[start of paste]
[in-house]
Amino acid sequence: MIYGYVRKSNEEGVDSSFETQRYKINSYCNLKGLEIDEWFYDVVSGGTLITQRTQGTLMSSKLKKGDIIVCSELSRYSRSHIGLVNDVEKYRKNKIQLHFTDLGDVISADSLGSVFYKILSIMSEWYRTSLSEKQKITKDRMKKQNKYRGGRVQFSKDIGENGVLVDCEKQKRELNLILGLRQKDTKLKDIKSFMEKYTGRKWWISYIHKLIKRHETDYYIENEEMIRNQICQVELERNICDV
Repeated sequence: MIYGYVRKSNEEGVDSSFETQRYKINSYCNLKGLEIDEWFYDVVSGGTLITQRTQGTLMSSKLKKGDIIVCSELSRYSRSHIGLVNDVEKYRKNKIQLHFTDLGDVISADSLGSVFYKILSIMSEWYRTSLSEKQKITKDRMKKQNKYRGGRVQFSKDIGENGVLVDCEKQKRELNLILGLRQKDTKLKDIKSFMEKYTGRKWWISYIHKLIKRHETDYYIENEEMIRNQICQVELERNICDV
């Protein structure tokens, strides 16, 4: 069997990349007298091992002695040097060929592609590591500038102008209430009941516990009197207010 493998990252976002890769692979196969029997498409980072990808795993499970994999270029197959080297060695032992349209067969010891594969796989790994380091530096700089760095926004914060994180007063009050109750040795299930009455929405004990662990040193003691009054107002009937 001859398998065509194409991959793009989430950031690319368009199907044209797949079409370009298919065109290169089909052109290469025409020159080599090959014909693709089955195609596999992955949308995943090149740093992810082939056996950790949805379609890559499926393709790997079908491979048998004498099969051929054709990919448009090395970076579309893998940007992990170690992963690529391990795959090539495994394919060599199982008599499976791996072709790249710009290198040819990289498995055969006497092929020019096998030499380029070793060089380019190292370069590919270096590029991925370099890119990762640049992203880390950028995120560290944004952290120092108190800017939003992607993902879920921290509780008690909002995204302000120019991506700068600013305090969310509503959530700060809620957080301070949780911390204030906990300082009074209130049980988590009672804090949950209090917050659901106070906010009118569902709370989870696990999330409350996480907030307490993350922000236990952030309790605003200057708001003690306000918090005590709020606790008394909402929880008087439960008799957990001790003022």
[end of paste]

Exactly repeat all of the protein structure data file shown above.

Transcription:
[in-house]
Amino acid sequence: MIYGYVRKSNEEGVDSSFETQRYKINSYCNLKGLEIDEWFYDVVSGGTLITQRTQGTLMSSKLKKGDIIVCSELSRYSRSHIGLVNDVEKYRKNKIQLHFTDLGDVISADSLGSVFYKILSIMSEWYRTSLSEKQKITKDRMKKQNKYRGGRVQFSKDIGENGVLVDCEKQKRELNLILGLRQKDTKLKDIKSFMEKYTGRKWWISYIHKLIKRHETDYYIENEEMIRNQICQVELERNICDV
Repeated sequence: MIYGYVRKSNEEGVDSSFETQRYKINSYCNLKGLEIDEWFYDVVSGGTLITQRTQGTLMSSKLKKGDIIVCSELSRYSRSHIGLVNDVEKYRKNKIQLHFTDLGDVISADSLGSVFYKILSIMSEWYRTSLSEKQKITKDRMKKQNKYRGGRVQFSKDIGENGVLVDCEKQKRELNLILGLRQKDTKLKDIKSFMEKYTGRKWWISYIHKLIKRHETDYYIENEEMIRNQICQVELERNICDV
């Protein structure tokens, strides 16, 4: 069997990349007298091992002695040097060929592609590591500038102008209430009941516990009197207010 493998990252976002890769692979196969029997498409980072990808795993499970994999270029197959080297060695032992349209067969010891594969796989790994380091530096700089760095926004914060994180007063009050109750040795299930009455929405004990662990040193003691009054107002009937 001859398998065509194409991959793009989430950031690319368009199907044209797949079409370009298919065109290169089909052109290469025409020159080599090959014909693709089955195609596999992955949308995943090149740093992810082939056996950790949805379609890559499926393709790997079908491979048998004498099969051929054709990919448009090395970076579309893998940007992990170690992963690529391990795959090539495994394919060599199982008599499976791996072709790249710009290198040819990289498995055969006497092929020019096998030499380029070793060089380019190292370069590919270096590029991925370099890119990762640049992203880390950028995120560290944004952290120092108190800017939003992607993902879920921290509780008690909002995204302000120019991506700068600013305090969310509503959530700060809620957080301070949780911390204030906990300082009074209130049980988590009672804090949950209090917050659901106070906010009118569902709370989870696990999330409350996480907030307490993350922000236990952030309790605003200057708001003690306000918090005590709020606790008394909402929880008087439960008799957990001790003022």